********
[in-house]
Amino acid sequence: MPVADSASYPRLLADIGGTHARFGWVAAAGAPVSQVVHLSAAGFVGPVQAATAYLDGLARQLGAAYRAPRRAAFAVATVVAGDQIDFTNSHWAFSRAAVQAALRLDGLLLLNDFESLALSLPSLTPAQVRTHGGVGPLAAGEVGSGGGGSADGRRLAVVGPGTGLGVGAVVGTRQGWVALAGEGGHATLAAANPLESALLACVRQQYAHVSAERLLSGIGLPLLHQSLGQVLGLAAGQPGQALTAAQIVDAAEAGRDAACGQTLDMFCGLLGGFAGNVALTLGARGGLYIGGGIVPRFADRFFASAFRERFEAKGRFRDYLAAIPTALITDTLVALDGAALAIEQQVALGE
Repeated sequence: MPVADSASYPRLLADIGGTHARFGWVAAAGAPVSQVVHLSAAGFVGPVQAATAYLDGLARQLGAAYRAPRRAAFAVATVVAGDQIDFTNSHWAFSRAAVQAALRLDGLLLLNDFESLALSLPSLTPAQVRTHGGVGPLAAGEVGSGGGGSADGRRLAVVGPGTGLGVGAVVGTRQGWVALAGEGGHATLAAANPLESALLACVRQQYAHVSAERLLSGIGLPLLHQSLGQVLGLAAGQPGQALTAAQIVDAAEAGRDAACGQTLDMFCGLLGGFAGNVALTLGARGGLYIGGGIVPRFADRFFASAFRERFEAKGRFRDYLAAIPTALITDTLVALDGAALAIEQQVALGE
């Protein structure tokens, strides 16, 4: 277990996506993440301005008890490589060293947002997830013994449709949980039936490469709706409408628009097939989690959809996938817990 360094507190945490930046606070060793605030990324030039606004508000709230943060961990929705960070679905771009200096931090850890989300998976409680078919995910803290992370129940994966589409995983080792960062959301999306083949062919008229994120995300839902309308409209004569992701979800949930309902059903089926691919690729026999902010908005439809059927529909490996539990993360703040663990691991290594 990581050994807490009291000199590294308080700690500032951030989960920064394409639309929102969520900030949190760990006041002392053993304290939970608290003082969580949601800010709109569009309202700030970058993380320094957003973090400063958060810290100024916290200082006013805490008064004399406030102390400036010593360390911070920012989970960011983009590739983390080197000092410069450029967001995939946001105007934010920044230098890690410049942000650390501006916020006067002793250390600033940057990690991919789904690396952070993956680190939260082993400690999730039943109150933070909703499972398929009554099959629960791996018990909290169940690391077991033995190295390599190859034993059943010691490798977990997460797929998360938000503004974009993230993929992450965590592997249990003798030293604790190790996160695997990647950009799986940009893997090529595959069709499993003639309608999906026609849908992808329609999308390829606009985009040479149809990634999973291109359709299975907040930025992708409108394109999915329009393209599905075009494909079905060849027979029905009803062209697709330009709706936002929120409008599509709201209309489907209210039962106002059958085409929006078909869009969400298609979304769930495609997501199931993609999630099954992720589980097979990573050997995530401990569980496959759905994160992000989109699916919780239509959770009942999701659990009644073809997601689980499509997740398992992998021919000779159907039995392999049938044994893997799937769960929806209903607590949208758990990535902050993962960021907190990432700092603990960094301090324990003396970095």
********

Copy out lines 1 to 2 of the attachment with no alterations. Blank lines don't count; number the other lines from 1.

[in-house]
Amino acid sequence: MPVADSASYPRLLADIGGTHARFGWVAAAGAPVSQVVHLSAAGFVGPVQAATAYLDGLARQLGAAYRAPRRAAFAVATVVAGDQIDFTNSHWAFSRAAVQAALRLDGLLLLNDFESLALSLPSLTPAQVRTHGGVGPLAAGEVGSGGGGSADGRRLAVVGPGTGLGVGAVVGTRQGWVALAGEGGHATLAAANPLESALLACVRQQYAHVSAERLLSGIGLPLLHQSLGQVLGLAAGQPGQALTAAQIVDAAEAGRDAACGQTLDMFCGLLGGFAGNVALTLGARGGLYIGGGIVPRFADRFFASAFRERFEAKGRFRDYLAAIPTALITDTLVALDGAALAIEQQVALGE